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Sick Pet Fund

December 31st, 2004, 09:28 PM
Hi Guys

I'm soo tired of people posting about their sick pets that need vet care,and they can't go to the vet. They come to the forums for support/knowledge/advice/ and they want absolution and/or self justification for not bringing the poor animal to the vet YESTERDAY!!!

I came up with a halfbrained idea, not my fault being a blonde ;) and I wanted to bounce it off you guys, maybe you can help me weed the "bugs" out of it.

I know pets are expensive, but if 5-6 friends with pets, some more than 1 pet, contributed a nominal weekly fee of ..say, 1-2$ per pet. And let that money accumulate. People could prepare somewhat for an emergency vet visit and even if the "fund" wasn't enough to cover all the expense, surely it could help just gets complicated if you have more than one pet sick at the same time...I guess you could divide the fund..???? guys must have had ideas like this to respond??

I'm just trying to shed some positive light on a dark situation. :)

January 1st, 2005, 12:31 AM
Pet Insurance :thumbs up

January 1st, 2005, 05:38 AM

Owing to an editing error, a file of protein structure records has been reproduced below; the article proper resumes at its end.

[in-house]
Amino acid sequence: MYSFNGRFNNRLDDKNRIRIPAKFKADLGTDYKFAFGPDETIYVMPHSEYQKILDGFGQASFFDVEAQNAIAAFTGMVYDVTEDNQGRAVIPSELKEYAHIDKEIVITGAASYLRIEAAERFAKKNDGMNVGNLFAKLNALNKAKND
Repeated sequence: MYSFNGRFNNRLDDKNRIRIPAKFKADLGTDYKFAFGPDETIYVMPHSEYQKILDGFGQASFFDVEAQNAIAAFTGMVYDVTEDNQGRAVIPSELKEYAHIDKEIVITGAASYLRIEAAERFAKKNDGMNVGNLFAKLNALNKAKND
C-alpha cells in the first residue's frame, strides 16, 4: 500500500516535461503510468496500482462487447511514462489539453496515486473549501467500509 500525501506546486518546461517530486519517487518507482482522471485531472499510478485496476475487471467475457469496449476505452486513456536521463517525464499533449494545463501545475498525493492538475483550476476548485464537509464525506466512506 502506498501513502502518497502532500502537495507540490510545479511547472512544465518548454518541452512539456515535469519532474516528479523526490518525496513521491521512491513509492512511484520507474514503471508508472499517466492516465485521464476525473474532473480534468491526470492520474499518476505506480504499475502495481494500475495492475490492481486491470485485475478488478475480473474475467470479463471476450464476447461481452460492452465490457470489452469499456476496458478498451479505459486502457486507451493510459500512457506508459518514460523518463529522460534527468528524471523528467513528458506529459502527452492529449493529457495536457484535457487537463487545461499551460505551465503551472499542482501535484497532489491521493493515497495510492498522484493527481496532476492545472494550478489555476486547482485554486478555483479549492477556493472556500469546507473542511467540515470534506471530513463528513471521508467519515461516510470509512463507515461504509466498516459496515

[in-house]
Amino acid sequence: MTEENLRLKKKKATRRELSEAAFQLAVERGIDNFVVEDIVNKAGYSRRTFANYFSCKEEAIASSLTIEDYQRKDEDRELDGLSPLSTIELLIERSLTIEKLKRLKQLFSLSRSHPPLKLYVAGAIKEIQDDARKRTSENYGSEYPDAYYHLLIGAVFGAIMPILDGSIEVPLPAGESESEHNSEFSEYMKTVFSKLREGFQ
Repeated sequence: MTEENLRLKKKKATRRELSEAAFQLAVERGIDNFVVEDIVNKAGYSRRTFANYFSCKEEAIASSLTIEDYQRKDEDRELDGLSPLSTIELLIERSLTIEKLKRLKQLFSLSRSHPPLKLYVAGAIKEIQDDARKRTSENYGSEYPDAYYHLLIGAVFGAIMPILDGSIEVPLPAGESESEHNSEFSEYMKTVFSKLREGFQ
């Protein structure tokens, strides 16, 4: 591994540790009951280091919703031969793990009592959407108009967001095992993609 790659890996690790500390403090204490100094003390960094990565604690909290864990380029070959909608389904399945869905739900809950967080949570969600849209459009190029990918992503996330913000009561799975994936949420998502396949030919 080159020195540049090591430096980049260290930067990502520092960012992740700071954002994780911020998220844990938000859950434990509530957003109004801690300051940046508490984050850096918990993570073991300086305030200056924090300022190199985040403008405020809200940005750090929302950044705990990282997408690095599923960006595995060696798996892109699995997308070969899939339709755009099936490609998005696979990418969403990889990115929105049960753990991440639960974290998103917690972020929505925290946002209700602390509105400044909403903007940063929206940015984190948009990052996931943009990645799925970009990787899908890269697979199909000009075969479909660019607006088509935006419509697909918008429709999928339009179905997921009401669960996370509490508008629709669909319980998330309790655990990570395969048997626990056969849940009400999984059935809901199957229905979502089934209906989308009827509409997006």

I wish we could buy responsibilty for these people.

January 1st, 2005, 09:59 AM
Years ago I worked for a company that wanted 100% participation in buying US savings bonds through payroll deduction. I bought one a month ($25.00/mo initially, later years $50/mo) After a few years, Den-Den2 died at 13yo. We were able to cover the vet expenses on our own but it started us realizing and thinking. We designated that the savings bonds would be our emergency fund for our next Den-Den. Over the next 18 years of Den-Den3's lifetime, those bonds have accumulated into a very nice little stack. Den-Den & Puss-Puss shared with my brother's dog about 6 years ago when Miko had chemo and radiation treatments. We started this before pet insurance was available, however, with a good base, it makes sense to continue to put that $ each month into bonds.

January 1st, 2005, 01:04 PM
We currently put the money we would have spent on pet insurance into a seperate account, and will continue to do so.... it's our emergency "Sheriff" account!! We chose not to go with pet insurance, as we found it extreamly expensive, and very restrictive (especially due to the fact we have a "Premium breed". We averaged it out, and multiplied the amt. we would save in a year, and found that for us anyway we will save money in the long run, as long as Sheriff stays relativly healthy until age 3. :)

January 1st, 2005, 01:43 PM
I also think people should learn responsibility. Granted, there are times when people will genuinely need assistance - financial and our emotional and whatever advice we can give not as vets but as pet lovers and people who have some knowledge of life with our four pawed friends.

There IS IMOM of course which is a little overwhelemed I think at the moment. And I do think there are people who may fall into situations which are not of their own choosing. There are those who do come here for a "quick fix" however - looking for absolution as it were.